There were oxlike landscapes, innocent and ‘not all dangerous’, pliable to human will; Burke had spent his youth in one such, at a quaker boarding school in the village of Ballitore in County Kildare, thirty miles southwest of Dublin: a landscape of farms, orchards, hedges, rivers and gardens. Then there were bull-like landscapes. The essayist enumerated their qualities: they were vast, empty, often dark and apparently infinite because of the uniformity and succession of their elements. The Sinai was among them.




But why the pleasure? Why seek out this feeling of smallness—delight in it, even? Why leave the comforts of Eilat, join a group of desert devotees and walk for miles with a heavy pack along the shores of the Gulf of Aqaba, all to reach a place of rocks and silence where one must shelter from the sun like a fugitive in the scant shadow of giant boulders? Why contemplate with exhilaration rather than despair beds of granite and baking gravel pans and a frozen lava of mountains extending into the distance until the peaks dissolve at the edge of a hard blue sky?
One answer is that not everything that is more powerful than us must always be hateful to us. What defies our will can provoke anger and resentment, but it may also arouse awe and respect. It depends on whether the obstacle appears noble in its defiance or squalid and insolent. We begrudge the defiance of the cocky doorman even as we honour that of the mist-shrouded mountain. We are humiliated by what is powerful and mean but awed by what is powerful and noble. To return to and extend Burke’s animal analogy, a bull may arouse a feeling of the sublime, whereas a piranha cannot. It seems a matter of motives: we interpret the piranha’s power as being vicious and predatory, and the bull’s as guileless and impersonal.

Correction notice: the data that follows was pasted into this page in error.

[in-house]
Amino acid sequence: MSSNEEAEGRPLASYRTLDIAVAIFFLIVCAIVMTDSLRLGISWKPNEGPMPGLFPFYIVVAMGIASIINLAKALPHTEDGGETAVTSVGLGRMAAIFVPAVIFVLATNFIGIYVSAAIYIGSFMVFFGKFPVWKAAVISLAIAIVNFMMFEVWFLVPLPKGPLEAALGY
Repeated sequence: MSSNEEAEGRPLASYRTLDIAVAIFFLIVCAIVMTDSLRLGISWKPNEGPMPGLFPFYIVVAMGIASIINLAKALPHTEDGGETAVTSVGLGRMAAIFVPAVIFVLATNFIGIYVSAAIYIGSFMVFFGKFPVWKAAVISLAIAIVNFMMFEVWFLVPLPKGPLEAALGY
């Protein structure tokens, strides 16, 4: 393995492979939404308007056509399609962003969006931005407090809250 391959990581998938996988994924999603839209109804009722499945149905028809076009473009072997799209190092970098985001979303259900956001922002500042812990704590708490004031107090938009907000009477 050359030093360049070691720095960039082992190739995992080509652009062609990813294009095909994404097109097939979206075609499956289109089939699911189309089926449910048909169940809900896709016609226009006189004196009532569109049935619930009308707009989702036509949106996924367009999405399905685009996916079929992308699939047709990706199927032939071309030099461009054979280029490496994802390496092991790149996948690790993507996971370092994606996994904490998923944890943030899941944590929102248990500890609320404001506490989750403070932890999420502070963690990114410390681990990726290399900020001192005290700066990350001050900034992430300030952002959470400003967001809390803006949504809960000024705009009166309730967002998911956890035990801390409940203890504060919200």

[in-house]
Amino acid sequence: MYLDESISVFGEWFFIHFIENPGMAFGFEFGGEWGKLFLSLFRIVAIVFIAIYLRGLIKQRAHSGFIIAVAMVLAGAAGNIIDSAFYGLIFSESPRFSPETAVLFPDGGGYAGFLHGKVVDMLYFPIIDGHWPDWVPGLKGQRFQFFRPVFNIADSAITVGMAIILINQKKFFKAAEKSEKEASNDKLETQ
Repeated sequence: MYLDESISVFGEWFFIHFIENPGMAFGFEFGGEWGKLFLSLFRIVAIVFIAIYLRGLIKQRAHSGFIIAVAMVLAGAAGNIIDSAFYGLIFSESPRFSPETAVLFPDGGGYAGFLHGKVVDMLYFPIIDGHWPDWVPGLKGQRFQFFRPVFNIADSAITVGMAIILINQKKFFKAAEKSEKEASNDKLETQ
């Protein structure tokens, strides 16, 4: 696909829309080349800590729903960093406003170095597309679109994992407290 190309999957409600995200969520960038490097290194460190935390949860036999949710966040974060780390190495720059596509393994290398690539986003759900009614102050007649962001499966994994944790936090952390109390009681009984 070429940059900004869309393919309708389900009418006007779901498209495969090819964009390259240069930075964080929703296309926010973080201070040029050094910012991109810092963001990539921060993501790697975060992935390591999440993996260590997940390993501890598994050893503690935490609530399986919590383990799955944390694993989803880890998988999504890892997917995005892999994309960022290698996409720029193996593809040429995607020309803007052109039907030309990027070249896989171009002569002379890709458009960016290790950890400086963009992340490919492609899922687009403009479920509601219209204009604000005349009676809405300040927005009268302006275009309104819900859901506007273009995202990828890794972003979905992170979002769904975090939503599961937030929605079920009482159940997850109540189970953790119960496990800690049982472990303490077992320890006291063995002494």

Even when we are not in deserts, the behaviour of others and our own flaws are prone to leave us feeling small. Humiliation is a perpetual risk in the world of men. It is not unusual for our will to be defied and our wishes frustrated. Sublime landscapes do not therefore introduce us to our inadequacy; rather, to touch on the crux of their appeal, they allow us to conceive of a familiar inadequacy in a new and more helpful way. Sublime places repeat in grand terms a lesson that ordinary life typically introduces viciously: that the universe is mightier than we are, that we are frail and temporary and have no alternative but to accept limitations on our will; that we must bow to necessities greater than ourselves.



This is the lesson written into the stones of the desert and the ice fields of the poles. So grandly is it written there that we may come away from such places not crushed but inspired by what lies beyond us, privileged to be subject to such majestic necessities. The sense of awe may even shade into a desire to worship.

Because what is mightier than man has traditionally been called God, it does not seem unusual to start thinking of a deity in the Sinai. The mountains and valleys spontaneously suggest that the planet was built by something other than our own hands, by a force greater than we could gather, long before we were born, and set to continue long after our extinction (something we may forget when there are flowers and fast-food restaurants by the roadside).